After being in business only one year, The Melting Pot’s Santa Barbara location is officially closing, much to the surprise of its over 30 employees who reportedly found they were all out of jobs Thursday morning. Melting Pot workers held a strike Friday at 5:00 p.m. at 608 Anacapa Street, the former restaurant storefront, to share their story and gain support from the Santa Barbara community. The exact reason for the closure remains unknown, but according to Melting Pot employees, managers, and corporate team members, the reason lies in a leasing dispute between new owner Charlie Haney — who recently relocated from New Jersey and was in the processes of taking over the franchise — and building landlord Jason Leggitt.
Management, food servers, hospitality specialists, and cooks held up signs yesterday reading, “Honk to Support 30+ unemployed!,” “No cheese, no Jobs,” and “Staff 4 Hire”. Robbie Stretz, a food server, is going to be moving back to his hometown this Sunday because he cannot afford to live in Santa Barbara between jobs. Robbie told The Independent that, “The corporate employees are trying to get me a job at another Melting Pot franchise, which would be very much appreciated, but I am very disappointed that I have to leave Santa Barbara.”
Amy Jarrah, hospitality specialist, is one of the youngest staff members and still lives with her parents. She was disappointed at being suddenly out of job, but said, “I am mainly here to support my coworkers, most of whom are college students who pay their own rent and cannot leave the Santa Barbara area until after they finish school. As much as it sucks for me, it is even worse for them.” Nikki Labahn, a manager of the restaurant, was purportedly caught just as unaware as the rest of the workers by the sudden Thursday closure, and was picketing right beside the other employees.
There had been a large VIP event scheduled for Friday night at The Melting Pot, and corporate employees from across the country were invited to attend. Dan Cataldo from the National Franchise Support Center flew to Santa Barbara to attend the event as did Tony Robite from a franchise in Salt Lake City. Needless to say, the event was cancelled, and neither Cataldo nor Robite were at liberty to comment on the nature of the lease dispute. The corporate employees said they were there to support the striking employees, and Cataldo stressed that The Melting Pot is a tight-knit community, claiming some employees of the Santa Barbara franchise are already being offered positions at franchises throughout Southern California. Manager Nikki Labahn confirmed that positions are being offered at different locations, but said, “Most of the employees can’t leave Santa Barbara because of school or other obligations, so we aren’t taking them”.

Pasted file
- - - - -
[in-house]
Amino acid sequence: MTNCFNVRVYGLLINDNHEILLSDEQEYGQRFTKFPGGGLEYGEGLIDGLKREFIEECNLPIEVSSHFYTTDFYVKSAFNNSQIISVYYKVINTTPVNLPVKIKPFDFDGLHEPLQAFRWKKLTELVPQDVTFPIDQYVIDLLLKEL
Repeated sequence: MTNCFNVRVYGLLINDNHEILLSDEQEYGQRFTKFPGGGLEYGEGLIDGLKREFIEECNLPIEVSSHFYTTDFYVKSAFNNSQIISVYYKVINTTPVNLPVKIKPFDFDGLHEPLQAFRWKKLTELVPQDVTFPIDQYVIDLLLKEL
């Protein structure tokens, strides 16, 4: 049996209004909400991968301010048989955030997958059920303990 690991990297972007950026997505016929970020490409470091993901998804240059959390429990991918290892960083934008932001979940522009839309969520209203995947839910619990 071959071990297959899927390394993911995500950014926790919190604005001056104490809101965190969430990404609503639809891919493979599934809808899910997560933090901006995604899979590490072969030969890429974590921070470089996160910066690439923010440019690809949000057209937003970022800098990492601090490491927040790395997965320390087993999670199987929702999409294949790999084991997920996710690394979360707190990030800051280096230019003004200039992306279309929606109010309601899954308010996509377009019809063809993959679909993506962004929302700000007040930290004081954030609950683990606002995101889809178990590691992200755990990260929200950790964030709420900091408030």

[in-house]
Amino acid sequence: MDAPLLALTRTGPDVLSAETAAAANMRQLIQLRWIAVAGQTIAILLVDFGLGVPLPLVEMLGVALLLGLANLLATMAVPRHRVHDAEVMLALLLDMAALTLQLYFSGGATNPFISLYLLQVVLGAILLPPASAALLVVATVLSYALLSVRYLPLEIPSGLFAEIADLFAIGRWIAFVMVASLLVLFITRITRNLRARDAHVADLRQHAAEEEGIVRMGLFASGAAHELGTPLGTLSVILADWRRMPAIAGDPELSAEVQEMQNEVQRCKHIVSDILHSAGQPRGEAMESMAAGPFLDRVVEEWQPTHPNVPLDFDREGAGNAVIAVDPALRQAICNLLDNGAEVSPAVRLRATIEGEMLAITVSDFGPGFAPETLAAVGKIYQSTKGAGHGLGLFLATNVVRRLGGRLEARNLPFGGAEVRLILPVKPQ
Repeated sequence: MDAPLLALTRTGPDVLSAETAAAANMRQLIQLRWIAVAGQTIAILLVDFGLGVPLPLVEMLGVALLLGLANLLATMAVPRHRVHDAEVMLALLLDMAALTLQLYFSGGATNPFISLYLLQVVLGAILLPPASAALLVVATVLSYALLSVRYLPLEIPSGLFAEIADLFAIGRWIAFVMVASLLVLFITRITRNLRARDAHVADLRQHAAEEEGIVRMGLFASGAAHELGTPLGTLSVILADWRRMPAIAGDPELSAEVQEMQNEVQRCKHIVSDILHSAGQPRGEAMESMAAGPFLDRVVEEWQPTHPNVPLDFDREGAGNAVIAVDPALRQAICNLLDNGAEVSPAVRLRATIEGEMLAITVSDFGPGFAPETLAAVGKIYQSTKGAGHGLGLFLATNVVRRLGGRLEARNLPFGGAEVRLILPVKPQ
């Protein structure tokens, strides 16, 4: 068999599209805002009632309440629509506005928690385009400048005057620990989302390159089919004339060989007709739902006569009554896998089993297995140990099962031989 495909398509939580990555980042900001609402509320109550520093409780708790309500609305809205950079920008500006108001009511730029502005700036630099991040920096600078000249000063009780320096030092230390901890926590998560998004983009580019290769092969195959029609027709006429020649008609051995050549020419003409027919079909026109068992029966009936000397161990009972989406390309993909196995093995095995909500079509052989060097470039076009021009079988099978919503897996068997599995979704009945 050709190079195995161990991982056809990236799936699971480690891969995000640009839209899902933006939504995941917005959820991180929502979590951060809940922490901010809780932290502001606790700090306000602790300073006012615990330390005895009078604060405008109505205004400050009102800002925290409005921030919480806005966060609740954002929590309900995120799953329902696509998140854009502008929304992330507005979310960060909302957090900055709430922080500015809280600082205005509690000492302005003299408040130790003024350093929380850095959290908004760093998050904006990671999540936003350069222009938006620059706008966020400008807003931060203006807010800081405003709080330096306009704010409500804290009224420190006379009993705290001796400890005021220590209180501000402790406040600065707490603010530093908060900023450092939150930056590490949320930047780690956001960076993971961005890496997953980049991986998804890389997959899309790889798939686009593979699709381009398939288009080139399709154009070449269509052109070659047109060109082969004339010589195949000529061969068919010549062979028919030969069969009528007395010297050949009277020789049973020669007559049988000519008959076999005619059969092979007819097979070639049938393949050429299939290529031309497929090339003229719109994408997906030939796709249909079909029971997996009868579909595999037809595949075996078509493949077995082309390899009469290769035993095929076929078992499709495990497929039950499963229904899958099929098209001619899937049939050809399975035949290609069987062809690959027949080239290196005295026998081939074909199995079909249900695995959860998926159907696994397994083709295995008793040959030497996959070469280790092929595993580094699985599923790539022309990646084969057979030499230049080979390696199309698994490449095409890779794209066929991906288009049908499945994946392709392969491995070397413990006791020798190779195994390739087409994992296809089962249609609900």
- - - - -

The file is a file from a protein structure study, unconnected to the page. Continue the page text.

Charlie Haney was reportedly in the process of becoming the new owner of the franchise when the issue with the building landlord flared up. He stood aside as the employees picketed, and due to corporate restraint, could not elaborate on the dispute. “The situation with [the landlord] escalated and corporate stepped in and asked us not to say anything,” he told The Independent. While he could not elaborate on the nature of the failed lease negotiation, he surveyed the gathered employees and commented, “It’s amazing how man people are rallied around this.” Aarika Tuss, who was an employee at the restaurant, alleged that the landlords had changed the locks first thing Thursday morning, not even allowing the new owners in. Landlord Jason Leggitt was unable to be reached for comment.
The closure appears to have been as much as of a surprise to the new owners as it was to the employees and the Santa Barbara community; it was reported that there were over 200 reservations for Valentine’s Day at the restaurant. The closest Melting Pot now is in Thousand Oaks, and there is now one more empty storefront in downtown Santa Barbara.